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  • The Cold War in Germany: Overview, Origins, and Intelligence Wars
  • Helga Haftendorn
Otis C. Mitchell , The Cold War in Germany: Overview, Origins, and Intelligence Wars. Lanham, MD: University Press of America, 2005. 256 pp. $37.00.

The author of this book, Otis C. Mitchell, is a professor emeritus of history at the University of Cincinnati who worked as a young soldier from 1957 to 1959 at the Bremerhaven Field Office of the U.S. Army Counterintelligence Corps in Germany. Intelligence and counterintelligence were at their height in this period between the outbreak of the Korean War and the construction of the Berlin Wall. Mitchell's book should thus profit from both the expertise of a seasoned history teacher and the firsthand experience of an intelligence analyst.

Mitchell's background somewhat explains the setup of the book. Part I, consisting of chapters one through eight, gives an account of the evolution of Russian American friendship from the Tsarist regime through the Soviet period, all the way to the advent of détente. In this factional history, the author sides with the "indigenous school" of Russian studies that attributes the rise and demise of the Soviet Union to long-term internal factors. Additional footnoted detail is given in three case studies (called "interpolations")—on the Berlin airlift, the June 1953 uprising in East Germany, and the building of the Berlin Wall. I suspect the author drew on articles he had written earlier. The general emphasis of this rather superficial and occasionally faulty account is on the most important international events. Some facts are slanted, names misspelled (Ruhrgebiet, Grotewohl Plan, etc.) and the copyediting and formatting are sloppy.

A new section of the book begins with chapter 7, in which Mitchell tries to explain how and why the Cold War came about. He starts with a behavioral interpretation of Communism and of American civilization and continues by detailing the post 1945 intentions of the Soviet Union and United States, concentrating on their divergent worldviews. This analysis provides the background for a second cut at Cold War history, this time focusing on major developments such as the Truman Doctrine, the Marshall Plan, and the integration of West Germany into the North Atlantic Treaty Organization (NATO). This section, however, is as cursory as the first part and lacks any references. The whole section is therefore of little use to the advanced student or [End Page 167] the history teacher looking for references to major works used and documents available, either in the original or in one of the major collections listed in the bibliography. The book also would have been better if Mitchell had drawn on non-U.S. publications, many of which are available in English translations.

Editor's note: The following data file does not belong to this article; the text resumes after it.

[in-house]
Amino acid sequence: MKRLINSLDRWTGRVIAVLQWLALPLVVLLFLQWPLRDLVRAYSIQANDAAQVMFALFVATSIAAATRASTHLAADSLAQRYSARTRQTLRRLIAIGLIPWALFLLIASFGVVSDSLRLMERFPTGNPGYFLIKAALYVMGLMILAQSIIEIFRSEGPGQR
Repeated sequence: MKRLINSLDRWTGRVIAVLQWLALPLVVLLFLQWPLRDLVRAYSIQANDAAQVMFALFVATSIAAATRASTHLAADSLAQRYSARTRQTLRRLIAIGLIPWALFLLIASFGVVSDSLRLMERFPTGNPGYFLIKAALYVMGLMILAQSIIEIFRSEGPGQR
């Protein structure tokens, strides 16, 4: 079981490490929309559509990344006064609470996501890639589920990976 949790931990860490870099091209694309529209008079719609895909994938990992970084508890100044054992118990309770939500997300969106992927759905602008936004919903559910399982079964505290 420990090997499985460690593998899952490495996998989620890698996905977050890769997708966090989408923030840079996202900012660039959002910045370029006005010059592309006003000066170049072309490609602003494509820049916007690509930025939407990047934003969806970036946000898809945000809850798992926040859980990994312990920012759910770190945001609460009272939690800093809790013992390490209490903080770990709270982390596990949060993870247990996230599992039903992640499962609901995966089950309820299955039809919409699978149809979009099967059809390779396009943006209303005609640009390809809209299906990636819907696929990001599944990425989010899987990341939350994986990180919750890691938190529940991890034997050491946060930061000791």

The third part of the book, starting with chapter 16 and titled "West Berlin and Germany: The Intelligence Battle Ground," covers the period from the beginning of the occupation to the building of the Berlin wall. Mitchell deals with the two sides' mutual misunderstandings of their political intentions and takes a third cut at the evolution of the Cold War. Chapters 19–21 then describe the formation of the East German intelligence establishment and the corresponding Western activities. Although this part does contain bibliographic references, including some to newly released U.S. Central Intelligence Agency documents, the whole section, like the other parts of the book, lacks originality.

Mitchell has missed a great opportunity to merge his reading of the historical literature on the Cold War with his experience as an intelligence analyst. An account of this crucial period in German history as seen through the eyes of an intelligence analyst detailing his work would have been fascinating. Too bad. [End Page 168]

Helga Haftendorn
Free University of Berlin


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